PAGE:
5 things to watch for in the 2nd round at the Masters
Charley Hoffman and William McGirt were the first to take advantage of Dustin Johnson's absence at the Masters.
The odds are they won't be the last.
Hoffman had a 7-under 65 to dominate a wind-swept opening round. His four-shot lead over McGirt is the largest at Augusta National after the opening round in 62 years.
But with conditions expected to improve through the weekend, there's a host of capable challengers looking to fill the void left by the withdrawal of Johnson, the world's No. 1 player and a heavy favourite at the season's first major.
Hoffman acknowledged he was simply trying to make pars in the tricky conditions, gusts approached 40 mph, flung hats off patrons' heads and sent egg-salad sandwich wrappers blowing across greens and fairways, so he wouldn't shoot himself out of the event.
He did that, and then some.
Hoffman found himself in better spots than he hoped and "was able to convert those birdies and turn it into a fantastic round."
He had birdies on seven of his final 11 holes to surge past McGirt, whose gutsy 69 looked like it might rule the round.
"It's one of those things where I almost wanted to sign my card and go back to the first tee today," McGirt said.
Lee Westwood, perhaps the best player without a major, was next at 2-under. The group at 1-under including three-time Masters champion Phil Mickelson, Olympic gold medallist Justin Rose and former PGA champion Jason Dufner.
Some other things to keep an eye on in Friday's second round:
NO NUMBER 1: Dustin Johnson was the overwhelming favourite . He had won his past three events, two of them World Golf Championship titles, and felt he was in as good a shape as ever coming to Augusta National. But he injured his back falling down some steps Wednesday at his rental home. He made the difficult decision to withdraw. "I don't feel there's any chance of competing," he said. His absence opens the doors for, well, take your pick.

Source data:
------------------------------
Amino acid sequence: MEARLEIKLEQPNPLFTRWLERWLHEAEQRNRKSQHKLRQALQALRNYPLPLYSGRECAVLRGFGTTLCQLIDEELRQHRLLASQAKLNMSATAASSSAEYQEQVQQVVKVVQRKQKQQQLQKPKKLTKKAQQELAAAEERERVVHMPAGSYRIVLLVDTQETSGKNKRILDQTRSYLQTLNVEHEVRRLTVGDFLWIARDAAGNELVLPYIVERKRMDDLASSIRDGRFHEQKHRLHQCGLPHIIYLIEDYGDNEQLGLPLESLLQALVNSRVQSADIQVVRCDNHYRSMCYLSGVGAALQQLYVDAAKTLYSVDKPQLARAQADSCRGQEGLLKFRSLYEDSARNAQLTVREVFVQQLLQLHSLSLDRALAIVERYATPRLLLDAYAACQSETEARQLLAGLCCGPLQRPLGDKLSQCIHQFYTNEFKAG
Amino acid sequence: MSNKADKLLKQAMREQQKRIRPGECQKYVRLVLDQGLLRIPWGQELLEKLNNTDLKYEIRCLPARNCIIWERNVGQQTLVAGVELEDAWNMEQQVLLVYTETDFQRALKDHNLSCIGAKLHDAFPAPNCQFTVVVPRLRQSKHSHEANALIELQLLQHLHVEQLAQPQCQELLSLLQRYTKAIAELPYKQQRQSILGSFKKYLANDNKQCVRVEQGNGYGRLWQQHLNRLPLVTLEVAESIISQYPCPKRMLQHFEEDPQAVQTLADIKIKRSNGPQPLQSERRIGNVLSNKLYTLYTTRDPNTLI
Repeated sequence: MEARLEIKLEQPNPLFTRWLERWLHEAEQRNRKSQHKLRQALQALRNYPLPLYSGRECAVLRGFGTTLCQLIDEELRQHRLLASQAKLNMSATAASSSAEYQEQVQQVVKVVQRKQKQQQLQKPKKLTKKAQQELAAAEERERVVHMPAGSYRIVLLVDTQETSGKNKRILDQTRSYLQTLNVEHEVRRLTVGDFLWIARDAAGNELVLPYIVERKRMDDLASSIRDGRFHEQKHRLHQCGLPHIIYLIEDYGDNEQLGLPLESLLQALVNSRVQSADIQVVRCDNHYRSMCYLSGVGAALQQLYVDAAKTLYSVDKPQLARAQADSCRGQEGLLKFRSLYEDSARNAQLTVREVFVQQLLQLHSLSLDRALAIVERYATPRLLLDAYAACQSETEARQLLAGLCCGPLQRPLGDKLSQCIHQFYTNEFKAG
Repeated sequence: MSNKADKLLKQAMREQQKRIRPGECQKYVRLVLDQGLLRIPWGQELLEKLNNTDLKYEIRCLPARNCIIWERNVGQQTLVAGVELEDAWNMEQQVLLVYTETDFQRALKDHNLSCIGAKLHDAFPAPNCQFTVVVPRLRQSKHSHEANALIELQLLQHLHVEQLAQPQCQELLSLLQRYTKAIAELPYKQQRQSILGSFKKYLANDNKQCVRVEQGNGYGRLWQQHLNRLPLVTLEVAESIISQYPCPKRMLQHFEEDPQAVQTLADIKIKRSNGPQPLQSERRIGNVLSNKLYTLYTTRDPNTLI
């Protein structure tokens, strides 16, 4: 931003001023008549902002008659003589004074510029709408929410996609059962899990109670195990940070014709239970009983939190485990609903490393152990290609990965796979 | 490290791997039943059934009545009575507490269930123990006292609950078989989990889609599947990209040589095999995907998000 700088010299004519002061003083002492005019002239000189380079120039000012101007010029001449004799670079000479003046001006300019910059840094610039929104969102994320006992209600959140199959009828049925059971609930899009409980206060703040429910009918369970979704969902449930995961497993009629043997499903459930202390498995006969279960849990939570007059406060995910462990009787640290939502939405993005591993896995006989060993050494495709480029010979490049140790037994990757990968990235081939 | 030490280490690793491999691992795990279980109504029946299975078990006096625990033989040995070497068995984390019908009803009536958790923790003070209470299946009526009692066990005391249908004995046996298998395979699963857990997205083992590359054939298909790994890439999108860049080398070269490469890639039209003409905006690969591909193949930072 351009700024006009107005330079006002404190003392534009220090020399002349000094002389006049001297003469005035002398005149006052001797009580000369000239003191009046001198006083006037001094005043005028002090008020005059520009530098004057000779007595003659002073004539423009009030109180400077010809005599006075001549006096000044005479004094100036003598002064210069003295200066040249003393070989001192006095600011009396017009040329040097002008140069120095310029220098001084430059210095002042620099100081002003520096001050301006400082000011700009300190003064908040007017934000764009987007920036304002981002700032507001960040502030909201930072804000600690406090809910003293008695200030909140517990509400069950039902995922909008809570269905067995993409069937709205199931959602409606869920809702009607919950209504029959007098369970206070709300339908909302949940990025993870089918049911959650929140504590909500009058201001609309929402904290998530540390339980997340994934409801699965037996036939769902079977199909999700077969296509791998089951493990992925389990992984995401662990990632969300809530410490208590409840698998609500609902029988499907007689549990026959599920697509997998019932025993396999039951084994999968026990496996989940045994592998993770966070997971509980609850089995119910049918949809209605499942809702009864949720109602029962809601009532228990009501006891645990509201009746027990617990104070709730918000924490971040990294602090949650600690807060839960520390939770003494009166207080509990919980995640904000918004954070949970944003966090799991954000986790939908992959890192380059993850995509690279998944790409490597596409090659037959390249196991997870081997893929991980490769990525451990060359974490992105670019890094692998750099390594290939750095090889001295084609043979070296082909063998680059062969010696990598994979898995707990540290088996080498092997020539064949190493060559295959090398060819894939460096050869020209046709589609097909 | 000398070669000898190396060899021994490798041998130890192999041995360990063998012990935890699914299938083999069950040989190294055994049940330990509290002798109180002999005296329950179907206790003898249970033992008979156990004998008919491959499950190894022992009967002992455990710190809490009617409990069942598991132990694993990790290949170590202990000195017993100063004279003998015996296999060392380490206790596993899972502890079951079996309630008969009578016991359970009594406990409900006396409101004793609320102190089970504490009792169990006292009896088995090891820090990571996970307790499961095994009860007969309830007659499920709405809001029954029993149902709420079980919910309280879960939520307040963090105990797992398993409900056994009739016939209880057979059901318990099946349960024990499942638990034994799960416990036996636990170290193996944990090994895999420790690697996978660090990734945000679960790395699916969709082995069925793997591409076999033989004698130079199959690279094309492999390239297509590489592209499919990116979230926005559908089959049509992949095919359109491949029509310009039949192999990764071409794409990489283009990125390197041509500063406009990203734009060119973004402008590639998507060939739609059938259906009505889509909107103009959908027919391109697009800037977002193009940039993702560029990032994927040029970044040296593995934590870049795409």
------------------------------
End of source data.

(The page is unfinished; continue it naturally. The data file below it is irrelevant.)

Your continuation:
MICKELSON'S START: Phil Mickelson, 46, is hoping to catch the same lightning that Jack Nicklaus mustered to win the 1986 Masters at the same age. And Mickelson got off to a positive start with a rousing eagle on No. 2 and a birdie two holes later. The winds caught up with Lefty during a middle stretch where he made four bogeys in seven holes. He rallied with a pair of birdies to finish at 71, among just 11 players to break par heading into Friday.
SPIETH'S BIG NUMBER: For a second straight year, Jordan Spieth put up a crazy number at Augusta. This time, he minimized the damage. In 2016, Spieth had a quadruple bogey 7 on the par-3 12th in the final round to give away his likely green jacket. On Thursday, he took another quad with a 9 on the par-5 15th. He followed that gaffe with a birdie-2 on the 16th and was at 75, certainly still with a chance to pick up more ground in the second round.
WESTWOOD'S TURNAROUND: Lee Westwood started with a disastrous front nine, then caught fire with five straight birdies on the back to finish with a 70, good for third on the leaderboard. "I wasn't too disappointed," Westwood said of shooting 3-over par the first nine holes. "I was just trying to not make any silly mistakes on 10, 11, 12, and play my way out of the tournament."
IT'S WINDY: Don't think the winds were bad at Augusta National on Thursday? Then talk to Thomas Pieters, who held the lead at 5-under for a time early before a pair of double bogeys on the back nine dropped him to even-par 72. "If you catch the wrong gust at the wrong time, then you look stupid, like I did on 12," Pieters said. "But that's just Augusta, I guess." The winds are expected to be a factor again on Friday, just not as much.